This release is big on Bluetooth. If you’re familiar with Windows Bluetooth APIs, have been meaning to try them out, or if you’re just starting to dabble in IoT and wearables, this is a great time to take a fresh look at all things Bluetooth. To ensure the APIs we built out are functional and performant, we are working directly with Fitbit, Garmin and other device manufacturers and we would love your feedback as well.
There are three main features in this month’s Insider preview:
- GATT Server
- Bluetooth LE Peripheral
- Unpaired Bluetooth LE device connectivity
A lot of the improvements are focused on Bluetooth LE, but we have improved Bluetooth audio functionality as well. While we made a lot of changes under the hood to ensure that all your devices talk nicely with each other, we also added a couple of new features.
Call Control API support comes to desktop. This means your VoIP apps can natively take advantage of Bluetooth headset functionality like pick up, hang up, hold, call waiting, etc. You will also experience higher-quality audio for voice, thanks to Wideband speech – coming soon to desktop. Now, Cortana will sound more lifelike and your Skype sessions will sound better than ever over Bluetooth.
Now, let’s break down the LE portions of this feature set.
GATT (or Generic ATTribute) logically describes how data is structured and must function in a Bluetooth LE device. The device that has the interesting data is the Server, and the device that uses that data to perform a function is known as the Client. For example, a Windows Phone (Client) reads data from a heart rate monitor (Server) to track that a user is working out optimally. Windows has traditionally been a GATT Client but with the Windows 10 Creators Update, Windows can operate as the Server as well. The hierarchy of classes in the example heart rate service is described below, but you can pick and choose any logical set of characteristics and descriptors to make your custom GATT service.
Your phone or PC has notification/user credential information that a wearable device does not have. For instance, when an incoming text message comes in, Windows can act as the GATT Server and notify a nearby wearable of the text’s arrival. Diagram 1 shows a sample service structure using Bluetooth classes implemented in this release.
Bluetooth LE Peripheral Role
In addition to GATT roles which determine the structure of the data, Bluetooth defines Generic Access Profile (GAP) roles as well.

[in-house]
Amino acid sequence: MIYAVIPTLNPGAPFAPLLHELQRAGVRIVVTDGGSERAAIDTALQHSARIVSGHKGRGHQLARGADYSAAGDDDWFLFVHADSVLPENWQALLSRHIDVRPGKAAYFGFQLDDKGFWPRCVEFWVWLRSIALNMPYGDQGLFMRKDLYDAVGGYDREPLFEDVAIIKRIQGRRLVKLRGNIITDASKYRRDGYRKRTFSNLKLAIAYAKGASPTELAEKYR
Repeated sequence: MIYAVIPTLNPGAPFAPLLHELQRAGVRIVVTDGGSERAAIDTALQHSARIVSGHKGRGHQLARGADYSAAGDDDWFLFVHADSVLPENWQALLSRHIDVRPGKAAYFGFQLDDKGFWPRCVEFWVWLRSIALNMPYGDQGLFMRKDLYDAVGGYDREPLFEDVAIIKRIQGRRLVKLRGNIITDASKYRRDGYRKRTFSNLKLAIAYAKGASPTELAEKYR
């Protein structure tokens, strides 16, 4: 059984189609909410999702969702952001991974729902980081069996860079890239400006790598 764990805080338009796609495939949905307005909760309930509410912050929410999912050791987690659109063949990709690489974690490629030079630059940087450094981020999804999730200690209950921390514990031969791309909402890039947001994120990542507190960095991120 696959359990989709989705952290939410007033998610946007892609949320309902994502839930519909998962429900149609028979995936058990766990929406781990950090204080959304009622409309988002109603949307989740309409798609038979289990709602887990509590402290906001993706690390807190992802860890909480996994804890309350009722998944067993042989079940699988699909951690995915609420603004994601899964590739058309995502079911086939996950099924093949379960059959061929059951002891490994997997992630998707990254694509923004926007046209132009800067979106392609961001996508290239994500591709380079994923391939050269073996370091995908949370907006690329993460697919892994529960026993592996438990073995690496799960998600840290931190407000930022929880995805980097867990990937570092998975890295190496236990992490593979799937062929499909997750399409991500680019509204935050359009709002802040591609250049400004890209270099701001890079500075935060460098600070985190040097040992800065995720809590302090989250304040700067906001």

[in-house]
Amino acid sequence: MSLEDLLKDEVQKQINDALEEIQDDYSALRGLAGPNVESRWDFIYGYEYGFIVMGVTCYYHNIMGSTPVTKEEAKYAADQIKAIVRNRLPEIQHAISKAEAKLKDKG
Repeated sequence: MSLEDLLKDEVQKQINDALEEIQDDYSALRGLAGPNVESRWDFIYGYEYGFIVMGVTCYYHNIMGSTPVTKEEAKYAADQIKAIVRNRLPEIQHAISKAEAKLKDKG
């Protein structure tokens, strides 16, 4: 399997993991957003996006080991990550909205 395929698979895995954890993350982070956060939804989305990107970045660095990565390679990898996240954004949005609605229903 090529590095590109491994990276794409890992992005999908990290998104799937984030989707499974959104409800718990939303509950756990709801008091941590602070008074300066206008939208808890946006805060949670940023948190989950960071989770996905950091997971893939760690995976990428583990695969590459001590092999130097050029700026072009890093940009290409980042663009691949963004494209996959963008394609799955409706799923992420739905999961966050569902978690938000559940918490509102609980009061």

These GAP roles specify which device advertises as connectable and which device does the connecting. To connect a device, Windows users generally go to the Settings page, find the device they want to connect and tap to connect. This action of connecting to remote devices implies that Windows is operating in the GAP Central role. However, there are often cases where remote devices such as smart locks need to be aware of Windows, or where you’re trying to connect two Windows devices. In such cases, we need to make sure that Windows can advertise as connectable. With the new Insider preview, apps can put the system in a state to advertise support for Bluetooth LE services. With Peripheral role and GATT Server combined, Windows can operate in all four combinations of GATT and GAP roles (color choices arbitrary, of course):
Unpaired Bluetooth LE device connectivity
Traditionally, Bluetooth LE devices needed to be paired with Windows to be accessed. This either forced the user to switch context to the Settings page, or caused developers to implement in-app pairing logic within the app. Unfortunately, there were even devices that didn’t support pairing, which necessitated ugly workarounds for the developer. All that is going to change now with the new Async GATT APIs.
In the new APIs, take a look at BluetoothLEDevice.GetGattServicesAsync(), GattDeviceService.GetCharacteristicsAsync() as well as GattCharacteristic.GetDescriptorsAsync() to get an idea for how to query a remote device without pairing.
What you need to get started
It’s all in the release preview Build and SDK, available to download here. Once you install the build, take a look at the classes that were described in the previous sections and have at it. We’re a little light on the documentation right now, but we will remedy that soon.
Does this mean my <insert wearable here> can get notifications?
GATT Server will open up a myriad of Bluetooth LE device-to-device scenarios that we think are super exciting! Why limit yourself to “Notifications”? Think remote authentication, smart locks, proximity and IoT! The world is your (wireless) oyster. But yes, developers can start enabling notifications now. However, consumers will only see this functionality lit up once Windows 10 Creators Update is released and their updated app is in the store.
If you would like us to go deeper on any of the topics in this post, please let us know in the comment sections below.
Updated January 13, 2017 5:41 pm